Let me alone.
710
Hoboyes. Enter Cardinall Wolsey, and takes his State.
Card. welcome my faire Guests; that noble Lady
Or Gentleman that is not freely merry
Is not my Friend. This to confirme my welcome,
And to you all good health.
715San. Your Grace is Noble,
Let me haue such a Bowle may hold my thankes,
And saue me so much talking.
Card. My Lord Sands,
I am beholding to you: cheere your neighbours:
720Ladies you are not merry; Gentlemen,
Whose fault is this?
San. The red wine first must rise
In their faire cheekes my Lord, then wee shall haue 'em,
Talke vs to silence.
725An. B. You are a merry Gamster
My Lord Sands.
San. Yes, if I make my play:
Heer's to your Ladiship, and pledge it Madam:
For tis to such a thing.
730An. B. You cannot shew me.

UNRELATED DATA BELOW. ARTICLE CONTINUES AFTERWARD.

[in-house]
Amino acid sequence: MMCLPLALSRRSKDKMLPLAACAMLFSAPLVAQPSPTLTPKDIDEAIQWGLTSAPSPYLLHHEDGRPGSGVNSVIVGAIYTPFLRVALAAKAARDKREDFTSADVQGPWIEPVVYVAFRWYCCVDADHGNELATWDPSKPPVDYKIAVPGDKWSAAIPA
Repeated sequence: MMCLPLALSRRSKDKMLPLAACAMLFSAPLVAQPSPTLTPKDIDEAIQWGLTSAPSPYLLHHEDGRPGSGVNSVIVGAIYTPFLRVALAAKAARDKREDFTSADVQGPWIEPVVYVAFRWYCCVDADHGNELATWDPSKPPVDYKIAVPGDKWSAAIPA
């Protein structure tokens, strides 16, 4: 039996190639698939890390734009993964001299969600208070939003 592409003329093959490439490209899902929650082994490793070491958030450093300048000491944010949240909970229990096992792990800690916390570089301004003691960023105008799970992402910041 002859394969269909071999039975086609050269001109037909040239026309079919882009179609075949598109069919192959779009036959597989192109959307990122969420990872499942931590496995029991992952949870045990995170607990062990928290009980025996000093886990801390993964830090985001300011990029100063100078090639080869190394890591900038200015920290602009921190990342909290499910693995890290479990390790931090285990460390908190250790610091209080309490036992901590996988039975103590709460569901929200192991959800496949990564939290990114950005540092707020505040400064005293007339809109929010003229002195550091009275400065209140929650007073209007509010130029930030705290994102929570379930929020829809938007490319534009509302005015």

Drum and Trumpet, Chambers dischargd.
San. I told your Grace, they would talke anon.
Card. What's that?
Cham. Looke out there, some of ye.
735Card. What warlike voyce,
And to what end is this? Nay, Ladies, feare not;
By all the lawes of Warre y'are priuiledg'd.
Enter a Seruant.
Cham. How now, what is't?
740Seru. A noble troupe of Strangers,
For so they seeme; th'haue left their Barge and landed,
And hither make, as great Embassadors
From forraigne Princes.
Card. Good Lord Chamberlaine,
745Go, giue 'em welcome; you can speake the French tongue
And pray receiue 'em Nobly, and conduct 'em
Into our presence, where this heauen of beauty
Shall shine at full vpon them. Some attend him.
All rise, and Tables remou'd.
750You haue now a broken Banket, but wee'l mend it.
A good digestion to you all; and once more
I showre a welcome on yee: welcome all.
Hoboyes. Enter King and others as Maskers, habited like
Shepheards, vsher'd by the Lord Chamberlaine. They
755passe directly before the Cardinall and gracefully sa-
lute him.
A noble Company: what are their pleasures?
Cham. Because they speak no English, thus they praid
To tell your Grace: That hauing heard by fame
760Of this so Noble and so faire assembly,
This night to meet heere they could doe no lesse,